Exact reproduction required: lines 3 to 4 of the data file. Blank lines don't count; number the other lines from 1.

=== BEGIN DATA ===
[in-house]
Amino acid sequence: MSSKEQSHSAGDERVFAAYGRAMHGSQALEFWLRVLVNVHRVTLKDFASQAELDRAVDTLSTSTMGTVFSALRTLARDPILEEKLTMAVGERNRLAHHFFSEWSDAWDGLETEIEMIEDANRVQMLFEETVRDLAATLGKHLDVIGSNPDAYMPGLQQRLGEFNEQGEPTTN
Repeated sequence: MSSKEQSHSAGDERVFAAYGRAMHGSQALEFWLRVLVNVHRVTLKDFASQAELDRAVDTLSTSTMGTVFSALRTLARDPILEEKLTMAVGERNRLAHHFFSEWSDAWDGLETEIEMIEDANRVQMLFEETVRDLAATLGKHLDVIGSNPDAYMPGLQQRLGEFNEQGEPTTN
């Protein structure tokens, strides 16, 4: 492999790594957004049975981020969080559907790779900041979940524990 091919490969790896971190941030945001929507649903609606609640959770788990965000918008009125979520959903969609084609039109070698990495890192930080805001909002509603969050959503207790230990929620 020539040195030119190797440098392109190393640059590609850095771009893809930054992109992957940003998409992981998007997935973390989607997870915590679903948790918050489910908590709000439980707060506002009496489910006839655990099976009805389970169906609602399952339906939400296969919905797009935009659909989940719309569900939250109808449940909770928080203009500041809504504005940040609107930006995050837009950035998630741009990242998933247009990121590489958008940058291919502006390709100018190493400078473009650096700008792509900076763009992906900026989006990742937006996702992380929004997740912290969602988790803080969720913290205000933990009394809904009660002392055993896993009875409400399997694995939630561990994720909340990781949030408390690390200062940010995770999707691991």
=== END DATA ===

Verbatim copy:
Repeated sequence: MSSKEQSHSAGDERVFAAYGRAMHGSQALEFWLRVLVNVHRVTLKDFASQAELDRAVDTLSTSTMGTVFSALRTLARDPILEEKLTMAVGERNRLAHHFFSEWSDAWDGLETEIEMIEDANRVQMLFEETVRDLAATLGKHLDVIGSNPDAYMPGLQQRLGEFNEQGEPTTN
């Protein structure tokens, strides 16, 4: 492999790594957004049975981020969080559907790779900041979940524990 091919490969790896971190941030945001929507649903609606609640959770788990965000918008009125979520959903969609084609039109070698990495890192930080805001909002509603969050959503207790230990929620 020539040195030119190797440098392109190393640059590609850095771009893809930054992109992957940003998409992981998007997935973390989607997870915590679903948790918050489910908590709000439980707060506002009496489910006839655990099976009805389970169906609602399952339906939400296969919905797009935009659909989940719309569900939250109808449940909770928080203009500041809504504005940040609107930006995050837009950035998630741009990242998933247009990121590489958008940058291919502006390709100018190493400078473009650096700008792509900076763009992906900026989006990742937006996702992380929004997740912290969602988790803080969720913290205000933990009394809904009660002392055993896993009875409400399997694995939630561990994720909340990781949030408390690390200062940010995770999707691991």